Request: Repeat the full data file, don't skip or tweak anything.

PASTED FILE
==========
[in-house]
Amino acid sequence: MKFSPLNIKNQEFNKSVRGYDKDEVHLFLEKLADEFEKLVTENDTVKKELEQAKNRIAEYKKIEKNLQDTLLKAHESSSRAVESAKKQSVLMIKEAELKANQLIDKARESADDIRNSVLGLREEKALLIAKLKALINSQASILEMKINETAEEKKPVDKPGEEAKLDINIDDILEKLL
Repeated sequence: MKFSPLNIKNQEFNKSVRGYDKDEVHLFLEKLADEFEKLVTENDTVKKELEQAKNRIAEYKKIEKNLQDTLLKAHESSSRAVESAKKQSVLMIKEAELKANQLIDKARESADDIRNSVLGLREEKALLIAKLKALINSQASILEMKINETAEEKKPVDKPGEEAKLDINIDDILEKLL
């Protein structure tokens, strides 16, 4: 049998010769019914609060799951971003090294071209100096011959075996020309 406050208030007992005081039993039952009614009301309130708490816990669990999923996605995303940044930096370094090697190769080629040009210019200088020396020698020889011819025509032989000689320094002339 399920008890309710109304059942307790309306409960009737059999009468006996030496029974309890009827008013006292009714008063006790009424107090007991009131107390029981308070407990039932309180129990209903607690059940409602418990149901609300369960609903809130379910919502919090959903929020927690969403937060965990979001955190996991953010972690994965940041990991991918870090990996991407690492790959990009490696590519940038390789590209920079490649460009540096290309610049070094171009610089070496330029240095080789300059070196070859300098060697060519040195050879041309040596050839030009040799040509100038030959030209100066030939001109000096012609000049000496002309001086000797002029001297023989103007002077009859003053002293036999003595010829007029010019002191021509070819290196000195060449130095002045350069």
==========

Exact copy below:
[in-house]
Amino acid sequence: MKFSPLNIKNQEFNKSVRGYDKDEVHLFLEKLADEFEKLVTENDTVKKELEQAKNRIAEYKKIEKNLQDTLLKAHESSSRAVESAKKQSVLMIKEAELKANQLIDKARESADDIRNSVLGLREEKALLIAKLKALINSQASILEMKINETAEEKKPVDKPGEEAKLDINIDDILEKLL
Repeated sequence: MKFSPLNIKNQEFNKSVRGYDKDEVHLFLEKLADEFEKLVTENDTVKKELEQAKNRIAEYKKIEKNLQDTLLKAHESSSRAVESAKKQSVLMIKEAELKANQLIDKARESADDIRNSVLGLREEKALLIAKLKALINSQASILEMKINETAEEKKPVDKPGEEAKLDINIDDILEKLL
């Protein structure tokens, strides 16, 4: 049998010769019914609060799951971003090294071209100096011959075996020309 406050208030007992005081039993039952009614009301309130708490816990669990999923996605995303940044930096370094090697190769080629040009210019200088020396020698020889011819025509032989000689320094002339 399920008890309710109304059942307790309306409960009737059999009468006996030496029974309890009827008013006292009714008063006790009424107090007991009131107390029981308070407990039932309180129990209903607690059940409602418990149901609300369960609903809130379910919502919090959903929020927690969403937060965990979001955190996991953010972690994965940041990991991918870090990996991407690492790959990009490696590519940038390789590209920079490649460009540096290309610049070094171009610089070496330029240095080789300059070196070859300098060697060519040195050879041309040596050839030009040799040509100038030959030209100066030939001109000096012609000049000496002309001086000797002029001297023989103007002077009859003053002293036999003595010829007029010019002191021509070819290196000195060449130095002045350069």